James Sallis’s Drive: Contemporary Pulp Fiction

 

Carey Mulligan and Ryan Gosling in the film adaptation of "Drive"

Carey Mulligan and Ryan Gosling in the film adaptation of “Drive”

James Sallis has earned his living writing crime fiction, which hasn’t ingratiated him with literary critics (or even Wikipedia-article writers for that matter: not one of his books has its own Wiki page).  His style is conventional and harkens back to the pulp fiction style of classic crime novels from the 40’s and 50’s.  Sallis does not challenge structural conventions, but he is a great story teller as is evidenced by his novel Drive (which might be more fairly called a novella since it fails to break 160 pages and uses large font with ample spaces in between lines).

 

 

The movie poster for the film adaptation of "Drive".

The movie poster for the film adaptation of “Drive”.

The ‘novel’, which was adopted into the 2011 film of the same name (starring Ryan Gosling and Carey Mulligan), is a fast paced narrative that moves at a break-neck speed.  It tells the story of a ‘Driver’ (he is given no name and referred to simply as ‘Driver’ throughout the work).  He works as a stunt man by day and a getaway driver by night.  Having watched the film first (before picking up a copy of the novel from the bargain bin section at the local Chapters), it is hard to think of the novel without comparing it to the film.  What the novel has that the film doesn’t is a backstory.  We get no sense of who the Driver was before the film begins, but in the novel Sallis effectively builds a narrative that though not comprehensive or excessive, is efficient in explaining why Driver indulges in the lifestyle he does while also leaving enough unanswered questions to maintain his enigmatic status.  This back story is utterly lacking in the film.

 

 

Whilst Hispanic actresses like Salma Hayek have seen great success, lesser know Hispanic actresses struggle to get roles outside of maids, so seeing roles written as Hispanic award to Caucasian women can be frustrating.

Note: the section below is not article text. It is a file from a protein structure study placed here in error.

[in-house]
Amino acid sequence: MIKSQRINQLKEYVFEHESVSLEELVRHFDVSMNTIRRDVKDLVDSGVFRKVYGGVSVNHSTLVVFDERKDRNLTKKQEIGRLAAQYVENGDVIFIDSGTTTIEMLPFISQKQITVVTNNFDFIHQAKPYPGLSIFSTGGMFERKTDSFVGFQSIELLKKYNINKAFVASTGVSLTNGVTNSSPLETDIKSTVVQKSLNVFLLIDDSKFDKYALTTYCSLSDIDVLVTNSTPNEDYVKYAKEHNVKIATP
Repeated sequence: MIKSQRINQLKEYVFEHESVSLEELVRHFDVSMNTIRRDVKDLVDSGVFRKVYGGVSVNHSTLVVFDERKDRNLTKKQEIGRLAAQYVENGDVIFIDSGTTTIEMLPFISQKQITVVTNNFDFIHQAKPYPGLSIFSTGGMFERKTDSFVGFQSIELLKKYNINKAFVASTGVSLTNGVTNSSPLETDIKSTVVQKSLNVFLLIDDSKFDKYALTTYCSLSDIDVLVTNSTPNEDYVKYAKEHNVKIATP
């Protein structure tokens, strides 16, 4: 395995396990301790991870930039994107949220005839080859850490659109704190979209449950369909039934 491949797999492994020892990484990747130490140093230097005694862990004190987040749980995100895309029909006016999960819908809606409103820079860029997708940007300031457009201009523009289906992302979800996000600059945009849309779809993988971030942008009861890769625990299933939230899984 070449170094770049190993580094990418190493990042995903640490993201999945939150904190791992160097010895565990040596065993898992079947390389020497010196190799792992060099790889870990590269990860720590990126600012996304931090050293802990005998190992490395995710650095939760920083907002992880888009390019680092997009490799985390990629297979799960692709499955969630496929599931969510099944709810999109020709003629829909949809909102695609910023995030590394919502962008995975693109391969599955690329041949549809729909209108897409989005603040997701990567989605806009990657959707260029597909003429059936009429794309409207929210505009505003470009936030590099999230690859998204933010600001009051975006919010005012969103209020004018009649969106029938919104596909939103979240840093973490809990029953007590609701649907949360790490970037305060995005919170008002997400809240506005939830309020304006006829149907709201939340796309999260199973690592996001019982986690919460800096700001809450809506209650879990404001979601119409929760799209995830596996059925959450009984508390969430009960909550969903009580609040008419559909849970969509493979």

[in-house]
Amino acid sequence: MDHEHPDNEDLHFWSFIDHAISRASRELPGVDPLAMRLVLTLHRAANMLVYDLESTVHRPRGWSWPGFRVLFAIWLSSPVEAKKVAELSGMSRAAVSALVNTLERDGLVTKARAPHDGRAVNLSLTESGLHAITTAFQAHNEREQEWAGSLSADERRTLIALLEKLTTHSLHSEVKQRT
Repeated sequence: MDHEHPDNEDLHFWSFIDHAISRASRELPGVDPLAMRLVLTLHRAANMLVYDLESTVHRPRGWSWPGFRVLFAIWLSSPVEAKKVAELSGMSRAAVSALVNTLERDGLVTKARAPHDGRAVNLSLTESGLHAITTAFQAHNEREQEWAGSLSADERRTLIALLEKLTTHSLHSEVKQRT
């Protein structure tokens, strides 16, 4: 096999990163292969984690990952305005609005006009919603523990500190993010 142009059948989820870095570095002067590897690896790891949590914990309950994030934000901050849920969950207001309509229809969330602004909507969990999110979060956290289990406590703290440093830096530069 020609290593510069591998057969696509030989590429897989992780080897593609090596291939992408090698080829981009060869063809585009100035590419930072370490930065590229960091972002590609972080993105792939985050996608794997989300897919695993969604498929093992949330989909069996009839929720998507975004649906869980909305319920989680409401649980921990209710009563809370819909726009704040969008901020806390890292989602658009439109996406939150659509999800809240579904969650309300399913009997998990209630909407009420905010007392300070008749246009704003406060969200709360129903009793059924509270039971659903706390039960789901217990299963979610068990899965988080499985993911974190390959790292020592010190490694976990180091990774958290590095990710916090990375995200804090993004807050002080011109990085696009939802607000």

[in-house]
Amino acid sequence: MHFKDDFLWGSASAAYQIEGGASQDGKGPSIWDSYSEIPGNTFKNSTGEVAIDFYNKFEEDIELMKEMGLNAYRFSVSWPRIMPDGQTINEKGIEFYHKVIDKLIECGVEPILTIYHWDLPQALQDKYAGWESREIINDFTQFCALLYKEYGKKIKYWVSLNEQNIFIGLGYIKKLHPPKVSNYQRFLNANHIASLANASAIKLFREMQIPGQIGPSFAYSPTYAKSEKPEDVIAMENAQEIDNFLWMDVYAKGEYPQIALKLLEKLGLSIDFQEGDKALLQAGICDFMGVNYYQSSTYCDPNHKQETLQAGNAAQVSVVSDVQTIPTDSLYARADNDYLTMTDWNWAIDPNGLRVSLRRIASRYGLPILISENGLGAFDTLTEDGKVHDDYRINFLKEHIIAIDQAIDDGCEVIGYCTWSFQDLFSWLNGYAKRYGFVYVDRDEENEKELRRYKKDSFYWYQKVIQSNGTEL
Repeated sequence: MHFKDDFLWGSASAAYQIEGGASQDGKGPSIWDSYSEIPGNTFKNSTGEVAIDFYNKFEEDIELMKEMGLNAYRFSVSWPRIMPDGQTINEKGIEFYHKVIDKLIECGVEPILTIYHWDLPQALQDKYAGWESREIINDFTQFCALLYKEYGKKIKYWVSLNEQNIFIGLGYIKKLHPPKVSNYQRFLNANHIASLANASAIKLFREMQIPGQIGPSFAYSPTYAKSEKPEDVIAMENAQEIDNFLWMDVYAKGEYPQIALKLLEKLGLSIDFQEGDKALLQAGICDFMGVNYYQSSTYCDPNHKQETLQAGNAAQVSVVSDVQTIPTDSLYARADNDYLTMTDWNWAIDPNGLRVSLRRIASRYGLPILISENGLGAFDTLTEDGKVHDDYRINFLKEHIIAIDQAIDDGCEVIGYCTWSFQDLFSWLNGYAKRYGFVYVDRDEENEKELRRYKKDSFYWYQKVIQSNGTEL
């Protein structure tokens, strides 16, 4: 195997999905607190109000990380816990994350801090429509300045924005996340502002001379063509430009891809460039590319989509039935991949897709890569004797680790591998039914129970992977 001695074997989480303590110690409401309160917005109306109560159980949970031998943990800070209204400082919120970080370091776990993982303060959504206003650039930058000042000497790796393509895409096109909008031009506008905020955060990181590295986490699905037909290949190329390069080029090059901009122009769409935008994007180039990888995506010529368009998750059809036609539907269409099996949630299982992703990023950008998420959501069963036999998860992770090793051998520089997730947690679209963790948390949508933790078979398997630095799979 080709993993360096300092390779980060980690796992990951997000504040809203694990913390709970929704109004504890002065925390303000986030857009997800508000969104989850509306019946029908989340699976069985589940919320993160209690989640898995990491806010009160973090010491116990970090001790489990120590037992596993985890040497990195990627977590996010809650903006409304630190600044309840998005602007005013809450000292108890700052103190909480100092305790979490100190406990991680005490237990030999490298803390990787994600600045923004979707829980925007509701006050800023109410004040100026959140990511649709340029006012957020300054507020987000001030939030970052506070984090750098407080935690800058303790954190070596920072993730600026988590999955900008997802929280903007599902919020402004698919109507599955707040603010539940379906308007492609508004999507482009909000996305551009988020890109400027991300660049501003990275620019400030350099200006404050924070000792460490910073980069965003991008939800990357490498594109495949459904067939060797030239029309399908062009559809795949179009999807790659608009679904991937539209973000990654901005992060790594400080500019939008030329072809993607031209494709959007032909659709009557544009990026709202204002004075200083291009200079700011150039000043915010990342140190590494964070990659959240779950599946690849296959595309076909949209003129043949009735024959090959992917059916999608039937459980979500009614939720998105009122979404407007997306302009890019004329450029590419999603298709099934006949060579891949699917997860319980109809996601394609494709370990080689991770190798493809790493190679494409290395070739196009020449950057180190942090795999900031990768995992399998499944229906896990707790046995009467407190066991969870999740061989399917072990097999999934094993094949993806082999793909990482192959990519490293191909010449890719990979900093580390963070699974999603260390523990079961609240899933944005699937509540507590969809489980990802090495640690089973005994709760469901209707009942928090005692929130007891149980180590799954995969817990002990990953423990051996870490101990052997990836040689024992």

Whilst Hispanic actresses like Salma Hayek have seen great success, lesser know Hispanic actresses struggle to get roles outside of maids, so seeing roles written as Hispanic awarded to Caucasian women can be frustrating.

What the move does better is lend motivation to the present day narrative.  Driver befriends a single mother named Irene and comes to care very much for her and her child. In the novel, when the child’s father returns from prison, Driver begins working ‘jobs’ with him.  In the film there is a clear motivation for this, while the film also does an interesting job creating tension between the two men in Irene’s life.  The heist gone wrong is also more interesting in the film, though it is effective in the novel as well.  The film creates a more interesting narrative surrounding the money, and also does a better job of demonstrating the driving skill of the Driver (though the novel goes into more detail with the stunt driving).  The only issue I take with the film is how it turns the Hispanic Irene in the novel into a Caucasian woman (Carey Mulligan).  Obviously, when you get the opportunity to work with a talent like Mulligan, you take it, but still, it seems like there are not enough roles for Hispanic women and to see Hollywood casting a Caucasian woman in a role written for a Hispanic can be seen as problematic.

 

The talented and beautiful Carey Mulligan, star of the film adaptation of "Drive".

The talented and beautiful Carey Mulligan, star of the film adaptation of “Drive”.

If you are a fan of pulp novels and crime fiction, Drive is a perfect for an afternoon reading (I got the book done in a couple hours, which is uncommon for me).  If you need a little more ‘literary merit’, this may not be what you are looking form.  Sallis’s prose is not on a par with William Faulkner or Cormac McCarthy, but it is entertaining.

 

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Rambler About Rambler

Jason John Horn is a writer and critic who recently completed his Master's in English Literature at the University of Windsor. He has composed a play, a novella and a number of short stories and satirical essays.

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